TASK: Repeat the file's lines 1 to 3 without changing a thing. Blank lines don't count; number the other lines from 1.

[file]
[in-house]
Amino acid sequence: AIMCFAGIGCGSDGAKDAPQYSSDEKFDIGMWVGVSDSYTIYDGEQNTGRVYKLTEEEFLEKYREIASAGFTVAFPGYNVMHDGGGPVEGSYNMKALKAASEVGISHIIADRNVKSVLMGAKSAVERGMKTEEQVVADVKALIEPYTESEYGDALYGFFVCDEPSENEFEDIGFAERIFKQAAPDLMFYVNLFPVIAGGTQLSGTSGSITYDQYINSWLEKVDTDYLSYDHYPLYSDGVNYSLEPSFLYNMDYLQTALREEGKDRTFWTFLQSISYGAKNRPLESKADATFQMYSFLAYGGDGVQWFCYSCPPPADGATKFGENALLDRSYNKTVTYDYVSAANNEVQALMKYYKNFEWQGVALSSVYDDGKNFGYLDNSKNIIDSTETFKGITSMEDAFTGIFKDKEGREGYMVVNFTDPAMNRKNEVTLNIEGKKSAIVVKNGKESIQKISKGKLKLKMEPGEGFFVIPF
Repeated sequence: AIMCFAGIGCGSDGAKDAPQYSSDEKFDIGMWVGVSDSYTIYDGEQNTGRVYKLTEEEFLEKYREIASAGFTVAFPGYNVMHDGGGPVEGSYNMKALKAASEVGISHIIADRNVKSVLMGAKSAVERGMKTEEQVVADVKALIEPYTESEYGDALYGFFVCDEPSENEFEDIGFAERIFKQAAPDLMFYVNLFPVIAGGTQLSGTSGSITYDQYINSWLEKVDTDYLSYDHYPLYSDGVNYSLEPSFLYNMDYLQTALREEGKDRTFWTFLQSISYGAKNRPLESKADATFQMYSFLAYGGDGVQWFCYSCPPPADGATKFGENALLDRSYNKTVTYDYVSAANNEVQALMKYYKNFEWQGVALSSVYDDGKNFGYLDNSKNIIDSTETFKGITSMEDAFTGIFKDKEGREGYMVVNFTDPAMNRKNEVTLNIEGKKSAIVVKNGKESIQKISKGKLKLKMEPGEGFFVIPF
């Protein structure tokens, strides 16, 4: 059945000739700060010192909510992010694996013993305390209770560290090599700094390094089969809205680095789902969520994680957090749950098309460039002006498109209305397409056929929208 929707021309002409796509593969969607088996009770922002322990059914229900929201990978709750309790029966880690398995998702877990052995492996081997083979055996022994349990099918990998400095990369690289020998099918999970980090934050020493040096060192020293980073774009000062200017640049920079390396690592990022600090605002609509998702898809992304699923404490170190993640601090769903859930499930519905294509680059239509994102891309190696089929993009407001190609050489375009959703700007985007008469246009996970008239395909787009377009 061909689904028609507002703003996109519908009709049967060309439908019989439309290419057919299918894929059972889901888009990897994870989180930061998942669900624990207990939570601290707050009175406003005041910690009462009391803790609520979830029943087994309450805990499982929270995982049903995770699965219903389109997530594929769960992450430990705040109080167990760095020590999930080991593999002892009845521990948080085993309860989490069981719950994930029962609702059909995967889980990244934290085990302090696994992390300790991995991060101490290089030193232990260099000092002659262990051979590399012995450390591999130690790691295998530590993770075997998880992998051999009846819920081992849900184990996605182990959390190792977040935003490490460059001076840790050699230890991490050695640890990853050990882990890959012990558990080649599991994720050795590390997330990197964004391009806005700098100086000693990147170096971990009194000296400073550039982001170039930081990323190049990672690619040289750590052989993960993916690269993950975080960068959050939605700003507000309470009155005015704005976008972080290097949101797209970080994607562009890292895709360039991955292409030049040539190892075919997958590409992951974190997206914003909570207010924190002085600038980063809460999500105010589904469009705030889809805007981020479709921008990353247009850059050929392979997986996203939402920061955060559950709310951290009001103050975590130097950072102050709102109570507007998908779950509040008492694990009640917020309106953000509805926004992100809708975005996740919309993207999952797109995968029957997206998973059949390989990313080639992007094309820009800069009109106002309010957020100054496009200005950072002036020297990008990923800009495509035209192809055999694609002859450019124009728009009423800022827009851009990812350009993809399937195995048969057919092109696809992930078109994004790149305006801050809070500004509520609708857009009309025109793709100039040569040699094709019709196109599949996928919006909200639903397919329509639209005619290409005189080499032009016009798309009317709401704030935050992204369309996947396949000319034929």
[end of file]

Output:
[in-house]
Amino acid sequence: AIMCFAGIGCGSDGAKDAPQYSSDEKFDIGMWVGVSDSYTIYDGEQNTGRVYKLTEEEFLEKYREIASAGFTVAFPGYNVMHDGGGPVEGSYNMKALKAASEVGISHIIADRNVKSVLMGAKSAVERGMKTEEQVVADVKALIEPYTESEYGDALYGFFVCDEPSENEFEDIGFAERIFKQAAPDLMFYVNLFPVIAGGTQLSGTSGSITYDQYINSWLEKVDTDYLSYDHYPLYSDGVNYSLEPSFLYNMDYLQTALREEGKDRTFWTFLQSISYGAKNRPLESKADATFQMYSFLAYGGDGVQWFCYSCPPPADGATKFGENALLDRSYNKTVTYDYVSAANNEVQALMKYYKNFEWQGVALSSVYDDGKNFGYLDNSKNIIDSTETFKGITSMEDAFTGIFKDKEGREGYMVVNFTDPAMNRKNEVTLNIEGKKSAIVVKNGKESIQKISKGKLKLKMEPGEGFFVIPF
Repeated sequence: AIMCFAGIGCGSDGAKDAPQYSSDEKFDIGMWVGVSDSYTIYDGEQNTGRVYKLTEEEFLEKYREIASAGFTVAFPGYNVMHDGGGPVEGSYNMKALKAASEVGISHIIADRNVKSVLMGAKSAVERGMKTEEQVVADVKALIEPYTESEYGDALYGFFVCDEPSENEFEDIGFAERIFKQAAPDLMFYVNLFPVIAGGTQLSGTSGSITYDQYINSWLEKVDTDYLSYDHYPLYSDGVNYSLEPSFLYNMDYLQTALREEGKDRTFWTFLQSISYGAKNRPLESKADATFQMYSFLAYGGDGVQWFCYSCPPPADGATKFGENALLDRSYNKTVTYDYVSAANNEVQALMKYYKNFEWQGVALSSVYDDGKNFGYLDNSKNIIDSTETFKGITSMEDAFTGIFKDKEGREGYMVVNFTDPAMNRKNEVTLNIEGKKSAIVVKNGKESIQKISKGKLKLKMEPGEGFFVIPF